Interpersonal communication concerns the study of social interaction between people. Interpersonal communication theory and research seeks to understand how individuals use verbal discourse and nonverbal actions, as well as written discourse, to achieve a variety of instrumental and communication goals such as informing, persuading, and providing emotional support to others. Although interpersonal communication has been traditionally conceived of as a process that occurs between people encountering each other face to face, increasingly social interaction is being accomplished through the use of such communication technologies as computers and mobile phones, thus adding a new dimension to this area of communication inquiry.
The study of interpersonal communication developed during the years following World War II and grew out of two distinct areas of social-psychological research that appeared during and after the war. One of these areas concerned the role communication plays in the exercise of persuasion and social influence, while the other area, known as group dynamics, focused on social interaction within groups. Group dynamics sought to illuminate how group interaction processes influence conformity to group norms, group cohesion, the exercise of social power and the decisions that groups make. During the 1960s most interpersonal communication research addressed the role that various source, message, channel, and receiver factors play in changing audience members’ attitudes and behavior; although studies of speech anxiety, communication apprehension, and group decision-making also appeared in the interpersonal communication literature of that era.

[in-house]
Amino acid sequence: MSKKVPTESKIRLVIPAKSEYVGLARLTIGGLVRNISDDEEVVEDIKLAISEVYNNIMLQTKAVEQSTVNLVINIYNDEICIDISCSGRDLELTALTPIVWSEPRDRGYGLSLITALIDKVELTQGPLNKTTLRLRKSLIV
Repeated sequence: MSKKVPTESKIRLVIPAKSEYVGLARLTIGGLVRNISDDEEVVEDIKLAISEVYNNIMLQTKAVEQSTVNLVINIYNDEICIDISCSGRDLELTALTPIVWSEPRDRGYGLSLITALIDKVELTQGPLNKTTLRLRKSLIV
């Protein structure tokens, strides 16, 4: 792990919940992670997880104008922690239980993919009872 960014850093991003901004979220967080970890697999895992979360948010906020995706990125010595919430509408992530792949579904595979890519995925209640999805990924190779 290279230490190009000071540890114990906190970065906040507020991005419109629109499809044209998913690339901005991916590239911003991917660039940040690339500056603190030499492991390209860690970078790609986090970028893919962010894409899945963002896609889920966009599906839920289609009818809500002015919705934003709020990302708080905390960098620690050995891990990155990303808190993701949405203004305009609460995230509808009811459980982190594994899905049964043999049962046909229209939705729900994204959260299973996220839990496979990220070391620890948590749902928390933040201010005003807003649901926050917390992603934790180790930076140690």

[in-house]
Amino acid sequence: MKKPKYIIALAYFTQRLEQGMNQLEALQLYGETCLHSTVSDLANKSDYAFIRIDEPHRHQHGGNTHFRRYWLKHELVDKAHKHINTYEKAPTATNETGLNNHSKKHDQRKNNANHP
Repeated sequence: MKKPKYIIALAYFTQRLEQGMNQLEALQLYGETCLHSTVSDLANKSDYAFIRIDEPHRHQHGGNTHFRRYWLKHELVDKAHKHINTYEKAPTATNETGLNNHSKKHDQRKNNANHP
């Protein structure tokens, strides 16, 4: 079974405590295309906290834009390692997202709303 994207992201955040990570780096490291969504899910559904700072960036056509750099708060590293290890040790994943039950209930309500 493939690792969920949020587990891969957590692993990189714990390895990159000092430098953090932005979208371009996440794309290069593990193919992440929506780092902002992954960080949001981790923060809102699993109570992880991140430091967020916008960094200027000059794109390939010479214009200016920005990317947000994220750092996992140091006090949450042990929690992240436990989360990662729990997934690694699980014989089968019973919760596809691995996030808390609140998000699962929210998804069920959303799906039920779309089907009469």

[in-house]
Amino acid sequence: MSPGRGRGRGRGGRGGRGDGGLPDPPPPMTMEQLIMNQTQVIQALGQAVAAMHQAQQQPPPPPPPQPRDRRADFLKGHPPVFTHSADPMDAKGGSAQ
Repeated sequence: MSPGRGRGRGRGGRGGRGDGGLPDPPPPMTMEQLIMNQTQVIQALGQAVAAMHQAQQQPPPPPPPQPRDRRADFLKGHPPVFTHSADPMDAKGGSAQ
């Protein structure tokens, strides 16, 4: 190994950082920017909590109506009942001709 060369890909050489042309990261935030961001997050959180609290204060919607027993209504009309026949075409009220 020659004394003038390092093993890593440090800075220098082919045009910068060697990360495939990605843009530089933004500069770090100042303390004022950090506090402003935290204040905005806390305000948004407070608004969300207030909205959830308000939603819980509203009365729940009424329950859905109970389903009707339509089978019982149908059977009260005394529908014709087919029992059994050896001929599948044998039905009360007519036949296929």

Most of the communication and persuasion research appearing during this time did not examine social influence in the context of ongoing social interaction; rather, experimental studies in which audience members were individually exposed to persuasive messages that systematically varied different source and message factors were used to investigate the effects of persuasive communication on recipients’ attitudes and opinions. As elegant as this experimental approach to the study of persuasion was, in that it allowed for the experimental control of extraneous factors, unfortunately it did not allow researchers to investigate the reciprocal influence processes that occur when people engage in faceto-face interaction. In social encounters, social influence is not a one-way street; individuals who enter such encounters hoping to influence their co-interlocutors instead may encounter resistance or find themselves being influenced by their partners.